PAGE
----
Many young people think Michiganders never did this before...well, guess again. Michigan residents did indeed wear masks before – over 100 years ago, during a flu pandemic.

The time was 1918/1920 when the Spanish flu broke throughout the United States. But did people resist wearing masks way back then? They sure did.

The 1918 Spanish flu pandemic ended up killing over 675,000 Americans. Keep in mind, there were no vaccines, and no drug remedies (except for a few fake ones where quacks did their best to milk unsuspecting people out of a few bucks).

How many people from Michigan died from the 1918 pandemic? Over 14,500 – most of them between the ages of 20-25.

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With an ever-increasing outcry and refusal to wear masks, the Red Cross began urging people to make their own masks out of gauze and cotton string, and to wear them or face the consequences.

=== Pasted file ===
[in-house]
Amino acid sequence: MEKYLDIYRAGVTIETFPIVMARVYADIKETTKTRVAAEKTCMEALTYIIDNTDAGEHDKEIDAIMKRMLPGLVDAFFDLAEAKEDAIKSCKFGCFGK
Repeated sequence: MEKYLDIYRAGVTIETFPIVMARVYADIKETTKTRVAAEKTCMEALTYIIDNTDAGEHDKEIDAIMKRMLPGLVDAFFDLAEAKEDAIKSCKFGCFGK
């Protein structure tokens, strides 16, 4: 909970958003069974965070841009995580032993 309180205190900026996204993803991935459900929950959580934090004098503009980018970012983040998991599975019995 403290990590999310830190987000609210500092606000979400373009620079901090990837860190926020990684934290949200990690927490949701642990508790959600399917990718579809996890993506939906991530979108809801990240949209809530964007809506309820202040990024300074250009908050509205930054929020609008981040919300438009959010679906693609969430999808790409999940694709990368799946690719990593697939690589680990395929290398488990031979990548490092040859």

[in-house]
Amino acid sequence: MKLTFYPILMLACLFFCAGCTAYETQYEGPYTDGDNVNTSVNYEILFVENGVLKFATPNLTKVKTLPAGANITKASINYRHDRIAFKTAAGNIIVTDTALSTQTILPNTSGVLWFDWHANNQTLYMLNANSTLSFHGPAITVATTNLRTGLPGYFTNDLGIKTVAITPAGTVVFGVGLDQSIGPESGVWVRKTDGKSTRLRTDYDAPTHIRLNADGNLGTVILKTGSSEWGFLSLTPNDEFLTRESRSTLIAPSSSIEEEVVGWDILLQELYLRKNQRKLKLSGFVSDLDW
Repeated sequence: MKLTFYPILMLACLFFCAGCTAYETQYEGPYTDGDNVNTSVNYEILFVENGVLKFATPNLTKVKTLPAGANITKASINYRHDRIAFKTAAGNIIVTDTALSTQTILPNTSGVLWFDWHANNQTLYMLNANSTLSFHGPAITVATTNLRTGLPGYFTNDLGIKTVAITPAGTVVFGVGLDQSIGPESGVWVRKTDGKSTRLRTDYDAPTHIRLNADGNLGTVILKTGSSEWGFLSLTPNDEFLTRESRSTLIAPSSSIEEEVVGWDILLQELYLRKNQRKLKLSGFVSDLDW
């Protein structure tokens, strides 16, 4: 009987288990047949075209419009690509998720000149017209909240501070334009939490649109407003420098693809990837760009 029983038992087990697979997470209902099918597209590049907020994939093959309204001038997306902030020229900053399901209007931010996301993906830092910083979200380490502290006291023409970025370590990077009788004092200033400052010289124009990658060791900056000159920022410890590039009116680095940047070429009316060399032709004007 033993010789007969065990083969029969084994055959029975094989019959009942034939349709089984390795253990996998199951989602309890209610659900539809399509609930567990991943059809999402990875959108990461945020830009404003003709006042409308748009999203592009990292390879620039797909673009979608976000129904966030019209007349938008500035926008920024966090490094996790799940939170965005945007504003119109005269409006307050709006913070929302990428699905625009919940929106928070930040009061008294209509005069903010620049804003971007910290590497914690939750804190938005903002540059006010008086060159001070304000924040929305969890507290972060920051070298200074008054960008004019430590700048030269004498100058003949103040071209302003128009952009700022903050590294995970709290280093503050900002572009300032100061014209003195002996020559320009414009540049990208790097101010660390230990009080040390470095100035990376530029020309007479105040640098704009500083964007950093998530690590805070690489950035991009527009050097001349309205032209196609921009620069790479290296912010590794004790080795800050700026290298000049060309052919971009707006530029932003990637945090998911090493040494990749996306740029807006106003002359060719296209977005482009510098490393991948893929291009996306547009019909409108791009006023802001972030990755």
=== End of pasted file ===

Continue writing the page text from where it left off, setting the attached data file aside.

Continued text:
What consequences? Other than death, jail time. That's right, jail time. An official stated, people “must be forced to do the things that are for their best interests”. The Red Cross also made the statement “the man or woman or child who will not wear a mask now is a dangerous slacker.”

Ordinances throughout the country were imposed, which included limited jail time and fines up to $200 for not wearing a mask.

The worldwide death estimates were somewhere between 17-100 million and the number of cases that were accounted for were over 500 million.

The 1918 flu pandemic lasted from February 1918 to April 1920, taking with it a big chunk of Michiganders. Let's hope this current one doesn't last that long. Take a peek at some photos below for a look back at the 1918 pandemic...

THE 1918 SPANISH FLU PANDEMIC

THANKS TO:
Michigan Health